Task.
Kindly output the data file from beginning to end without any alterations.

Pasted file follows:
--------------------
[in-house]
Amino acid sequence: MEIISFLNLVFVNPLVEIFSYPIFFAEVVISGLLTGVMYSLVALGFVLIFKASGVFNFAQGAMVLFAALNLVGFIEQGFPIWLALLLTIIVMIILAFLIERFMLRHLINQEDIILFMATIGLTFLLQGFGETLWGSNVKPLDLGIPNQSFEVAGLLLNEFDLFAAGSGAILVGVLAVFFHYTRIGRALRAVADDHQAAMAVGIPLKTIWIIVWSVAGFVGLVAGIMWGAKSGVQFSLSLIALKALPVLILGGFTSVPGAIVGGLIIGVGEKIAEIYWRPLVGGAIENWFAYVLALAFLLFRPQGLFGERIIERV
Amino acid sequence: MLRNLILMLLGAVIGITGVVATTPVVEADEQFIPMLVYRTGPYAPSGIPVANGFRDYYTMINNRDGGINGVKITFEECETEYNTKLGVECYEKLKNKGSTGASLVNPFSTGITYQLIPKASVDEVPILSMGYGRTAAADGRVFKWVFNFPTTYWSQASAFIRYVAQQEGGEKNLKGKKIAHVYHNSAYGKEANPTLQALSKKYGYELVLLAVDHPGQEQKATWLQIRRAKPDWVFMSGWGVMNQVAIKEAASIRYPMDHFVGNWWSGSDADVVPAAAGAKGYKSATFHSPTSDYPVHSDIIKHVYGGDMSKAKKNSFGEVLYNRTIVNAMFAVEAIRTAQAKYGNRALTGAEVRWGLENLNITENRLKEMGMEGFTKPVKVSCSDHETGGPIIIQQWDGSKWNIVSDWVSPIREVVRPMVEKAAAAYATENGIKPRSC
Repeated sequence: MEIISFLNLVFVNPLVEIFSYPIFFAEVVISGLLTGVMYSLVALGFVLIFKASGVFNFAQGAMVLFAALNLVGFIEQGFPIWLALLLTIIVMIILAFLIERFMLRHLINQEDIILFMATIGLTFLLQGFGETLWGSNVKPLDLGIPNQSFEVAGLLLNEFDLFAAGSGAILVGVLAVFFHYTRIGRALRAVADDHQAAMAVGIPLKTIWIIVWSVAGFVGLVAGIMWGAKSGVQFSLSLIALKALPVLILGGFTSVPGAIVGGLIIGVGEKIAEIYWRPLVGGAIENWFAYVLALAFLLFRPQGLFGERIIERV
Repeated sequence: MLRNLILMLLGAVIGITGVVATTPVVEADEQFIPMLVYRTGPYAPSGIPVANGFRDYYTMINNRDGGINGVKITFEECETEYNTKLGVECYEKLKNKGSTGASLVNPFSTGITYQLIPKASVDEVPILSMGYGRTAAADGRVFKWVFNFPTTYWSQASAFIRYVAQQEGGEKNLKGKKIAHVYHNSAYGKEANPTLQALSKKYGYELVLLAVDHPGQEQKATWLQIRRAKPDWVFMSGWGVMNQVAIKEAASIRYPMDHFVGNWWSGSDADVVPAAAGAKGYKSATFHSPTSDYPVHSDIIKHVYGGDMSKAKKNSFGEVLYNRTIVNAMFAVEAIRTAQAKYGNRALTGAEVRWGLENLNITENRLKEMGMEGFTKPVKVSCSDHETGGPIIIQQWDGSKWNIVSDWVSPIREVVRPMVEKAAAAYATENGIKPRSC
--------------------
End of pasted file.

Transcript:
[in-house]
Amino acid sequence: MEIISFLNLVFVNPLVEIFSYPIFFAEVVISGLLTGVMYSLVALGFVLIFKASGVFNFAQGAMVLFAALNLVGFIEQGFPIWLALLLTIIVMIILAFLIERFMLRHLINQEDIILFMATIGLTFLLQGFGETLWGSNVKPLDLGIPNQSFEVAGLLLNEFDLFAAGSGAILVGVLAVFFHYTRIGRALRAVADDHQAAMAVGIPLKTIWIIVWSVAGFVGLVAGIMWGAKSGVQFSLSLIALKALPVLILGGFTSVPGAIVGGLIIGVGEKIAEIYWRPLVGGAIENWFAYVLALAFLLFRPQGLFGERIIERV
Amino acid sequence: MLRNLILMLLGAVIGITGVVATTPVVEADEQFIPMLVYRTGPYAPSGIPVANGFRDYYTMINNRDGGINGVKITFEECETEYNTKLGVECYEKLKNKGSTGASLVNPFSTGITYQLIPKASVDEVPILSMGYGRTAAADGRVFKWVFNFPTTYWSQASAFIRYVAQQEGGEKNLKGKKIAHVYHNSAYGKEANPTLQALSKKYGYELVLLAVDHPGQEQKATWLQIRRAKPDWVFMSGWGVMNQVAIKEAASIRYPMDHFVGNWWSGSDADVVPAAAGAKGYKSATFHSPTSDYPVHSDIIKHVYGGDMSKAKKNSFGEVLYNRTIVNAMFAVEAIRTAQAKYGNRALTGAEVRWGLENLNITENRLKEMGMEGFTKPVKVSCSDHETGGPIIIQQWDGSKWNIVSDWVSPIREVVRPMVEKAAAAYATENGIKPRSC
Repeated sequence: MEIISFLNLVFVNPLVEIFSYPIFFAEVVISGLLTGVMYSLVALGFVLIFKASGVFNFAQGAMVLFAALNLVGFIEQGFPIWLALLLTIIVMIILAFLIERFMLRHLINQEDIILFMATIGLTFLLQGFGETLWGSNVKPLDLGIPNQSFEVAGLLLNEFDLFAAGSGAILVGVLAVFFHYTRIGRALRAVADDHQAAMAVGIPLKTIWIIVWSVAGFVGLVAGIMWGAKSGVQFSLSLIALKALPVLILGGFTSVPGAIVGGLIIGVGEKIAEIYWRPLVGGAIENWFAYVLALAFLLFRPQGLFGERIIERV
Repeated sequence: MLRNLILMLLGAVIGITGVVATTPVVEADEQFIPMLVYRTGPYAPSGIPVANGFRDYYTMINNRDGGINGVKITFEECETEYNTKLGVECYEKLKNKGSTGASLVNPFSTGITYQLIPKASVDEVPILSMGYGRTAAADGRVFKWVFNFPTTYWSQASAFIRYVAQQEGGEKNLKGKKIAHVYHNSAYGKEANPTLQALSKKYGYELVLLAVDHPGQEQKATWLQIRRAKPDWVFMSGWGVMNQVAIKEAASIRYPMDHFVGNWWSGSDADVVPAAAGAKGYKSATFHSPTSDYPVHSDIIKHVYGGDMSKAKKNSFGEVLYNRTIVNAMFAVEAIRTAQAKYGNRALTGAEVRWGLENLNITENRLKEMGMEGFTKPVKVSCSDHETGGPIIIQQWDGSKWNIVSDWVSPIREVVRPMVEKAAAAYATENGIKPRSC